If you’ve launched a small business or dream of becoming a business owner, the task may seem daunting. The good news is, helpful resources — and funding sources — are available to support you as you plan, start and grow your business. Here are tips specifically for women and women of color business owners, that will help take business operations to the next level.
Build your brand image
To make an impression in today’s digital landscape, it’s crucial for your brand to be clearly defined and communicated. If branding is not your expertise, it’s worth the investment to hire someone to bring their experience and market know-how to creating your brand and developing a strategy to communicate your brand effectively.
Knowing what your brand means and how your product or services fulfill your vision will help your business stand out from the competition.
Optimize social media
To generate positive word-of-mouth, offer exceptional services and rapid communication. It’s also vital to take advantage of today’s digital landscape by maximizing your social media presence. Create relevant content and positively engage with your audience on their favorite platforms to build brand awareness — and a loyal following.
Develop a social media strategy and content creation calendar focused on how your company engages with your customer base.
Embrace the digital transformation
If your small business hasn’t yet mastered ways to accept digitized payments online or in-store, now’s the time to get on board. According to data from the latest Visa Back to Business Study, more than two thirds (68%) of the female consumers surveyed said they anticipate shifting to being completely cashless within 10 years.
In the U.S., e-commerce has grown significantly in the last year and that trend is likely to continue in the future. Relatedly, 3 in 4 (76%) of women-owned businesses surveyed in the Visa Back to Business Study agreed accepting new forms of payment is fundamental to their business’s growth.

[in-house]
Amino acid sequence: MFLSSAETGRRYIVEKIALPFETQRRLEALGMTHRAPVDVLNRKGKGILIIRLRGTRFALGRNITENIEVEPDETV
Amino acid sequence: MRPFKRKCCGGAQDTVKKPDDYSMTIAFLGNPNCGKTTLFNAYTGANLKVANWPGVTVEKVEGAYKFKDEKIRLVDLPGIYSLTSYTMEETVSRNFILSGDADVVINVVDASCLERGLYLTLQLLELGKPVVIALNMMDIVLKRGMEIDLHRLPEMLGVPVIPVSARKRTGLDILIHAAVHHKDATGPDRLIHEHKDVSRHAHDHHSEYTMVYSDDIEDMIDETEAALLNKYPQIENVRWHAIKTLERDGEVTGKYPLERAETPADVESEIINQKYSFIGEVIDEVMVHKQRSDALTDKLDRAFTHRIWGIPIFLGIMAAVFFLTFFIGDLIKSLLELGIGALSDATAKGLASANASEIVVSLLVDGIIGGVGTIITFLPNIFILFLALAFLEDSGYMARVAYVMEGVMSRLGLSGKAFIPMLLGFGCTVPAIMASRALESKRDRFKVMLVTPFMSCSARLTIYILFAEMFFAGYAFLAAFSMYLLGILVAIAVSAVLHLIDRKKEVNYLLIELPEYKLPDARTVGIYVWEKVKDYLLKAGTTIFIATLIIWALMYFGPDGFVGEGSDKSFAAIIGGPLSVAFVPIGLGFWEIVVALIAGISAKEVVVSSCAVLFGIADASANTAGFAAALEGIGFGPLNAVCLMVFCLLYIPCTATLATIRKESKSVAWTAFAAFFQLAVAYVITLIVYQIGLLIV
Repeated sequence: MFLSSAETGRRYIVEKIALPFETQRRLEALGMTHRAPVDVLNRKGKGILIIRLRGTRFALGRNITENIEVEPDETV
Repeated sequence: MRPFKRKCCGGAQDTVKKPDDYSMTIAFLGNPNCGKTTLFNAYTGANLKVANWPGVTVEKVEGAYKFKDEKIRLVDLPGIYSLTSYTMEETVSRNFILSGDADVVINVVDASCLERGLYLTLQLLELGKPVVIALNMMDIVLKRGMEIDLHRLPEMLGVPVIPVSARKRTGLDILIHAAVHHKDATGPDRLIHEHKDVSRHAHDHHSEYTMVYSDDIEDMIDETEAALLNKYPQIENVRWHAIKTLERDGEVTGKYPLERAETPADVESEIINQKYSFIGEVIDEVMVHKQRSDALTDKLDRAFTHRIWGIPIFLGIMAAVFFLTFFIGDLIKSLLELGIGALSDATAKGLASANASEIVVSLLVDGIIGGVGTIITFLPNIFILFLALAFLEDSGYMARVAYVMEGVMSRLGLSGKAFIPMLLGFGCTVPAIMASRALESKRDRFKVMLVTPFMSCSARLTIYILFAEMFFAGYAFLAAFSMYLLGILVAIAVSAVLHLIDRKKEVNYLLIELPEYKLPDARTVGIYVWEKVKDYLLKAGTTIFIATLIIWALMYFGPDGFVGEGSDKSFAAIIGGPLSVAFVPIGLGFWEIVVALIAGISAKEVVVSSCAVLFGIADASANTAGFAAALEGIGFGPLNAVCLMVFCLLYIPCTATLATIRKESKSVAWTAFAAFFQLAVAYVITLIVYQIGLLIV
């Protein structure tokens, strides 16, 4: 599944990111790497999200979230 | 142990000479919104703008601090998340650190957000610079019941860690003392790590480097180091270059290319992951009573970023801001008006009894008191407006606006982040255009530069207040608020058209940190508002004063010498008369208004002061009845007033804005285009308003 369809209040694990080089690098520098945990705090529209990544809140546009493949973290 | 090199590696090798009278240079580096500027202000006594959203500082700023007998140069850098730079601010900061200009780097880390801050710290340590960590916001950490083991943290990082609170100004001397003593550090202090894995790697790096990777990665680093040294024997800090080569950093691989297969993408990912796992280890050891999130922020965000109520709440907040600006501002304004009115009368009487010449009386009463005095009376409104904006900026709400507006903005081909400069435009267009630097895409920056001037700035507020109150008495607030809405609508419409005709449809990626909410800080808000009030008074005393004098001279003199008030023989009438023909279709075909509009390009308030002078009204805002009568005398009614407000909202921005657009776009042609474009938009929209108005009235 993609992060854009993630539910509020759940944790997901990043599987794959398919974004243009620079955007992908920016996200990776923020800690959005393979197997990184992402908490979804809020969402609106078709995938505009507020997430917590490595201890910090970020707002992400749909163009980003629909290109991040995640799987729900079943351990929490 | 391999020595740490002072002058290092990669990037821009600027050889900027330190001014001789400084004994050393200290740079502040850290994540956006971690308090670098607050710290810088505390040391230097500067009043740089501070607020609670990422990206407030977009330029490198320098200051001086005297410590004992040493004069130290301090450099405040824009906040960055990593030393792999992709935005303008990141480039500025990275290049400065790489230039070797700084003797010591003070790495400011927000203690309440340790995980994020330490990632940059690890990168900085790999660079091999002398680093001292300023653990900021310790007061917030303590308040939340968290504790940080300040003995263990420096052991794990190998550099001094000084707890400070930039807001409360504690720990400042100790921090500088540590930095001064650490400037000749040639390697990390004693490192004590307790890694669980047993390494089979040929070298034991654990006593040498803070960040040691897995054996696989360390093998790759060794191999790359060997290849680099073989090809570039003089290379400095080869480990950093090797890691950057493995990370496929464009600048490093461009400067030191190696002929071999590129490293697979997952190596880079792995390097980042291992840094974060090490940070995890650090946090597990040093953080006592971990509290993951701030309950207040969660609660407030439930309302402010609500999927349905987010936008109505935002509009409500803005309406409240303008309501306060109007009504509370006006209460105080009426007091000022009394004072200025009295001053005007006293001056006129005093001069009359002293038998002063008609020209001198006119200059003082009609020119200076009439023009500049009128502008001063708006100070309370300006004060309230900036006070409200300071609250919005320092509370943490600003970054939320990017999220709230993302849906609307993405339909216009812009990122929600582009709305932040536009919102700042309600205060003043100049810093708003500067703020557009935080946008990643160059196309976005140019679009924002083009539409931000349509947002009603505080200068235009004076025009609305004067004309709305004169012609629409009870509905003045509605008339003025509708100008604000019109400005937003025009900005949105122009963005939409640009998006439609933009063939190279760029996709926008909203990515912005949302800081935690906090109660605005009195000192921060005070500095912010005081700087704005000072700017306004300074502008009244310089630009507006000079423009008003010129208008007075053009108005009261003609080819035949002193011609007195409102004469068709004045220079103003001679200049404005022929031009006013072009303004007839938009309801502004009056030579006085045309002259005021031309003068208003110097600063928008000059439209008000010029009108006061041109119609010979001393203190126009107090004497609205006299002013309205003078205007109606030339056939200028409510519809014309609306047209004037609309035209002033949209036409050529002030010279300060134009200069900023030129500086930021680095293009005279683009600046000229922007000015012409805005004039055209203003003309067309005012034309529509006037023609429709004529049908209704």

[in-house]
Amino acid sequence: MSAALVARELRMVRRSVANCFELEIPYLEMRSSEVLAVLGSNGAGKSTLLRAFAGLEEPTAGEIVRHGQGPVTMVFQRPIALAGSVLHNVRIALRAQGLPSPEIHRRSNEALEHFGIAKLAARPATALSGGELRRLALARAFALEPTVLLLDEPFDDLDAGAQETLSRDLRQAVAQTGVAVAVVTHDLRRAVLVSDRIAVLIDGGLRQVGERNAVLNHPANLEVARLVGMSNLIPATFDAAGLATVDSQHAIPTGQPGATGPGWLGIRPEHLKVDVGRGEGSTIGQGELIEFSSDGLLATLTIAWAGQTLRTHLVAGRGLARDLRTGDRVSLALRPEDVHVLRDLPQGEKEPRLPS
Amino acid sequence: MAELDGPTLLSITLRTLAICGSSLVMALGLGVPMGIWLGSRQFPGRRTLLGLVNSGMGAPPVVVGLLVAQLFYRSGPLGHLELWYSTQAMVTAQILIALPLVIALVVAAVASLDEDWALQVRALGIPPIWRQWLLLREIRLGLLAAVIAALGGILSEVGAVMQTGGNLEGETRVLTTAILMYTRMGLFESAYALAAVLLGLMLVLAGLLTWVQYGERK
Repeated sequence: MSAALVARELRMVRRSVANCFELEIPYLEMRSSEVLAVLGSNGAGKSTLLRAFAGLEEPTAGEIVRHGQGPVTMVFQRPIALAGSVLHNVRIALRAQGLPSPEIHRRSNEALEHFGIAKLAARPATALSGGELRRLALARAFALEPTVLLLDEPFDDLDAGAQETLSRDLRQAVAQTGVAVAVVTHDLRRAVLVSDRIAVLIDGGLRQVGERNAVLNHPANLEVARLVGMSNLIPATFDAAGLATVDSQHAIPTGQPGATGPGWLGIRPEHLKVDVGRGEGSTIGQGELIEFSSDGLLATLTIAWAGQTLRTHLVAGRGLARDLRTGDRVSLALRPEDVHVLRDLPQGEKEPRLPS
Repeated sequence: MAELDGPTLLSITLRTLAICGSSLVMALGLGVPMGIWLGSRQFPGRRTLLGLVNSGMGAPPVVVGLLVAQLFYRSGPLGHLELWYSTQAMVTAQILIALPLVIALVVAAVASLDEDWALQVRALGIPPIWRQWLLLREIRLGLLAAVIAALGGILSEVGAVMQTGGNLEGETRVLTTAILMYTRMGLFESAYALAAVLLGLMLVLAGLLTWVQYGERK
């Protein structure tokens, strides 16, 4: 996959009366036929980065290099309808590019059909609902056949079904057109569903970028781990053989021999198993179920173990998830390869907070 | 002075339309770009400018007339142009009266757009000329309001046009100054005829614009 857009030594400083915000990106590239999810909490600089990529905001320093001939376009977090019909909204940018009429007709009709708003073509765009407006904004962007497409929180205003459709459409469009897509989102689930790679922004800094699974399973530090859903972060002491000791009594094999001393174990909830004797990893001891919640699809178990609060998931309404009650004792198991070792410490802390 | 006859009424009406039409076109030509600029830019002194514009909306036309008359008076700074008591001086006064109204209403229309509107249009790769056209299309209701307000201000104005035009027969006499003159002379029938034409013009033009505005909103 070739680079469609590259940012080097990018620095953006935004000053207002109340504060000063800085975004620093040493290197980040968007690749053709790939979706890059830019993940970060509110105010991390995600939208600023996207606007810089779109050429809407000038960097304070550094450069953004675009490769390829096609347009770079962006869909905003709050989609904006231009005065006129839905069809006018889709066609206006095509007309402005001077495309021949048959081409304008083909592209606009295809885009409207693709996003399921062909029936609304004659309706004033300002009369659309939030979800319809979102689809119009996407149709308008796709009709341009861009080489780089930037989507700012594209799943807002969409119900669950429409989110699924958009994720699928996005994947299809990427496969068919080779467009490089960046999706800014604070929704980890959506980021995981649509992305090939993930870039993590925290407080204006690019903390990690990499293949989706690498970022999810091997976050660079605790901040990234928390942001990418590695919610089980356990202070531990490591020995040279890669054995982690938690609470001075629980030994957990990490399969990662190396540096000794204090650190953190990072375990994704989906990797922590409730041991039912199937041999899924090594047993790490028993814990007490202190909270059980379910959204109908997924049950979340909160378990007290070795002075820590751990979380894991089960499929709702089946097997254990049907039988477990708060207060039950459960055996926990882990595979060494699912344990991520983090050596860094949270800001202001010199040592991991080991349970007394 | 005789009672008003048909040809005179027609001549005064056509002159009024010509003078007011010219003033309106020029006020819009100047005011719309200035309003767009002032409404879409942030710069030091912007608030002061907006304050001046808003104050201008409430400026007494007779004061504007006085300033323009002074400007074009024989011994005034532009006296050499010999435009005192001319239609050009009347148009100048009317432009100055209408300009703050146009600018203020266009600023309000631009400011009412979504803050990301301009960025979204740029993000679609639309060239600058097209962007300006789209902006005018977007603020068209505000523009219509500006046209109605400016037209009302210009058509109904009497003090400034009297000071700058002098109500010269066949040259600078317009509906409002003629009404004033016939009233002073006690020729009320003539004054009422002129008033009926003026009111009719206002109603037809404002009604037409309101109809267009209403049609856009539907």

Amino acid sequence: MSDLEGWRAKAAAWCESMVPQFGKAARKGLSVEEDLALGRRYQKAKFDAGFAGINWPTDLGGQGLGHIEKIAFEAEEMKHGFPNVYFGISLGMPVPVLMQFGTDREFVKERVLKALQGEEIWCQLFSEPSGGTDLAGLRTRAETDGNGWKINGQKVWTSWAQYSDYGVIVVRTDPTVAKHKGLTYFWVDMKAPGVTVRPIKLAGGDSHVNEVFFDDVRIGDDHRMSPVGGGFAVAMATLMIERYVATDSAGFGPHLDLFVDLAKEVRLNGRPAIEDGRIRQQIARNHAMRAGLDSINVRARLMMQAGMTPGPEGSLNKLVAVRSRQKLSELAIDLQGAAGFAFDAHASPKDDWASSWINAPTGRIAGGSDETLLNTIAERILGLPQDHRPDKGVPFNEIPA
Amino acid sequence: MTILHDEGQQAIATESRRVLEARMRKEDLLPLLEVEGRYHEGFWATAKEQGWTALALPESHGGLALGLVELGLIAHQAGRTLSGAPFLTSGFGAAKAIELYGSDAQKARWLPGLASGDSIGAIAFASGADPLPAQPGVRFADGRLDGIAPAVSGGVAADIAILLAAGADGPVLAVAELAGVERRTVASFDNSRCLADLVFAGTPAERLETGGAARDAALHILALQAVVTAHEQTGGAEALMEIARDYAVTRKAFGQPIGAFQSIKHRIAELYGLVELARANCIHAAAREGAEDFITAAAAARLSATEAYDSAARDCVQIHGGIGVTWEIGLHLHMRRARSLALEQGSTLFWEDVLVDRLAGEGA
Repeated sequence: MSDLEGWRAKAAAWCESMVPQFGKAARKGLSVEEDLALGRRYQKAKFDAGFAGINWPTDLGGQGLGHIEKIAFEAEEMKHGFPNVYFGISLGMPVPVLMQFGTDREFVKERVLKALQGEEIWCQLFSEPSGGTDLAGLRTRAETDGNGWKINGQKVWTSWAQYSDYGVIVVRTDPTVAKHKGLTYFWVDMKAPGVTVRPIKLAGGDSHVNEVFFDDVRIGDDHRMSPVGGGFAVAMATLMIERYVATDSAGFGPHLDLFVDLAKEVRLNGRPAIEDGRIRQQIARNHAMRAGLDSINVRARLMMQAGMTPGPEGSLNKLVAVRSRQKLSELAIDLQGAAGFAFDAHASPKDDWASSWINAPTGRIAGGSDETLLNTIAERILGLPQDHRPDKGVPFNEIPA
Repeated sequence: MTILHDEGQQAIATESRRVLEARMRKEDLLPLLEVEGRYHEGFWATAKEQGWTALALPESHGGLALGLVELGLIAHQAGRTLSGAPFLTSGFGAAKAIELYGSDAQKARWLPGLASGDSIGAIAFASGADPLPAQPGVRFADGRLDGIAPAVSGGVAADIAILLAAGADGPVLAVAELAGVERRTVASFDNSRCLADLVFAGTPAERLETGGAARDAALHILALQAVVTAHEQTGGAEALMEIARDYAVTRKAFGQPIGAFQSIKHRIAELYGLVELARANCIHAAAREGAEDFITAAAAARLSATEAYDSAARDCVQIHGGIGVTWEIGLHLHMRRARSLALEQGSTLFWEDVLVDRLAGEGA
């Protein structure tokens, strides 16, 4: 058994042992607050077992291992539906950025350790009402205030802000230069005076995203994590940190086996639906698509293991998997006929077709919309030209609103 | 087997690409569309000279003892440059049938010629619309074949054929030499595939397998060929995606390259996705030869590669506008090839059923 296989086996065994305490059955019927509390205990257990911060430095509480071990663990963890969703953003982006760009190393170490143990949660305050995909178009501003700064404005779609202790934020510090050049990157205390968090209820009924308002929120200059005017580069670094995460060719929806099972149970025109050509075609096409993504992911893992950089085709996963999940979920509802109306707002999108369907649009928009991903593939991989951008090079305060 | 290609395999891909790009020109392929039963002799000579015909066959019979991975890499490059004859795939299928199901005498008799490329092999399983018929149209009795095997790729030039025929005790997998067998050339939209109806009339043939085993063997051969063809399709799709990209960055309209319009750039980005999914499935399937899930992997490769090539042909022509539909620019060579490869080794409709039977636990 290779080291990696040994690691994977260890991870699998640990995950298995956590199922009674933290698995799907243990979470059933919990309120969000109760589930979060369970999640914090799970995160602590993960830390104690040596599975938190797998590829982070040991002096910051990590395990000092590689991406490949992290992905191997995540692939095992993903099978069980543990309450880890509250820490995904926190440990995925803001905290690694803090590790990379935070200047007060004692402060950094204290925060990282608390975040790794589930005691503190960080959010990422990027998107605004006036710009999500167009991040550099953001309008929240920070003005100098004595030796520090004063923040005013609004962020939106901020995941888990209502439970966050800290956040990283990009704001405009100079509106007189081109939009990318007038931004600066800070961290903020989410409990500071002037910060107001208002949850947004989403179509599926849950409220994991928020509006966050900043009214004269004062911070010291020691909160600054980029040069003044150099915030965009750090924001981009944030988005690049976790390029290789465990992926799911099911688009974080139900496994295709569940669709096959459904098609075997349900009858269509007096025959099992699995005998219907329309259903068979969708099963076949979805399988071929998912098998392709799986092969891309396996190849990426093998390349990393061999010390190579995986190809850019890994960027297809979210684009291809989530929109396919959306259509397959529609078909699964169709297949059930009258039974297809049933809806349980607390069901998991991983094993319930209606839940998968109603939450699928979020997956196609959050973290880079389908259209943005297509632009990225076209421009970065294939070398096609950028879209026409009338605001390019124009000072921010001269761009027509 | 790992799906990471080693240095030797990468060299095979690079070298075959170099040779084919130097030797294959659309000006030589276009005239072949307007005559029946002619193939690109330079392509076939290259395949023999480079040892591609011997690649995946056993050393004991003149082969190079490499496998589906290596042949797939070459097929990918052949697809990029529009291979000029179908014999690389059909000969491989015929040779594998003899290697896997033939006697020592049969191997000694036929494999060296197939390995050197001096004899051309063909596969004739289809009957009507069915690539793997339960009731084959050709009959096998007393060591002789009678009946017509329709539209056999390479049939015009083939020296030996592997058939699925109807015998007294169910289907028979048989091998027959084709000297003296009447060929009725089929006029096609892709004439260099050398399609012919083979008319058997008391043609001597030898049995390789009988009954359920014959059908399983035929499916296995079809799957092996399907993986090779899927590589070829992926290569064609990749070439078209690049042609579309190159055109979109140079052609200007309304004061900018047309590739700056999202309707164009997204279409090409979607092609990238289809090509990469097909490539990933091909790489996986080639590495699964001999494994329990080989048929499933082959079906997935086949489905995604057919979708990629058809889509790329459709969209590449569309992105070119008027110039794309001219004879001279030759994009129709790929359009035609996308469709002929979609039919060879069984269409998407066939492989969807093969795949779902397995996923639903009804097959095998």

To help your customers pay for goods and services using their computer or mobile device, Visa offers a variety of resources and digital tools.
Constantly pursue funding opportunities
Beyond discovering resources via the Small Business Administration at sba.gov, be on the lookout for ad hoc programs focusing on women and people of color to help you get needed funding. For example, visit websites like IFundWomen.com and BlackGirlVentures.org for information, tips and pitching opportunities.
Right now, Visa is partnering with Black Girl Ventures to help provide hyperlocal grants and mentorship, plus access to partners, products and marketing to help drive growth to minority-owned small businesses. If you live in Atlanta or Detroit you can sign up to participate in upcoming pitching opportunities here.
This partnership builds on Visa’s commitment to support entrepreneurs in cities with the highest concentration of Black-owned businesses in the U.S. — Atlanta, Chicago, Detroit, Los Angeles, Miami and Washington, D.C.
“Through this partnership, Black Girl Ventures and Visa are able to assist entrepreneurs at a time when they need it the most and provide a megaphone to each of these community’s most pressing needs,” said Shelly Omilâdè Bell, founder and CEO, Black Girl Ventures.
For more information on how Visa is supporting Black women-owned businesses, visit the She’s Next Homepage. Or to learn more about the programs Visa has made available for small business owners to succeed, visit the Visa Small Business Hub.
This article is intended to provide general information and should not be considered legal, tax or financial advice. It’s always a good idea to consult a legal, tax or financial advisor for specific information on how certain laws apply to you and about your individual financial situation.